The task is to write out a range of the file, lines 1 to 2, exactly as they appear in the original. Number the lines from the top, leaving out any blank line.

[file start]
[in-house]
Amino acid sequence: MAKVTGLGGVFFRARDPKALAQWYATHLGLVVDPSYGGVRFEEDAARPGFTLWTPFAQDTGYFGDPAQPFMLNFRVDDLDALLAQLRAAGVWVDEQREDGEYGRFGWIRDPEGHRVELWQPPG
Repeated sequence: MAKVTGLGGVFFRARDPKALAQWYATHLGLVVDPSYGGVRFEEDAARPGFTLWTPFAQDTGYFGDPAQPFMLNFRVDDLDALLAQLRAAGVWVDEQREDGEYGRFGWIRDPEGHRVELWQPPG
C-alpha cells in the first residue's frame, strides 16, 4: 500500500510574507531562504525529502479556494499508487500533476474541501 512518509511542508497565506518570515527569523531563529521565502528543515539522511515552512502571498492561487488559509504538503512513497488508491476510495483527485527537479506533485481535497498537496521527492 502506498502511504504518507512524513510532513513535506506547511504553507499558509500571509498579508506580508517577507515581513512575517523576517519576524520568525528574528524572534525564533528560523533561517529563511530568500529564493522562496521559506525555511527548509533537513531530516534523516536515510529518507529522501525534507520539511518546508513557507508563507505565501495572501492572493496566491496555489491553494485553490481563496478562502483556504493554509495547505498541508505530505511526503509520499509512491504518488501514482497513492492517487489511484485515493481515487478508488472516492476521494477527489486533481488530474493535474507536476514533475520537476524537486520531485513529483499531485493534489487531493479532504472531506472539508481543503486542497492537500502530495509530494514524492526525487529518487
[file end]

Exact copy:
[in-house]
Amino acid sequence: MAKVTGLGGVFFRARDPKALAQWYATHLGLVVDPSYGGVRFEEDAARPGFTLWTPFAQDTGYFGDPAQPFMLNFRVDDLDALLAQLRAAGVWVDEQREDGEYGRFGWIRDPEGHRVELWQPPG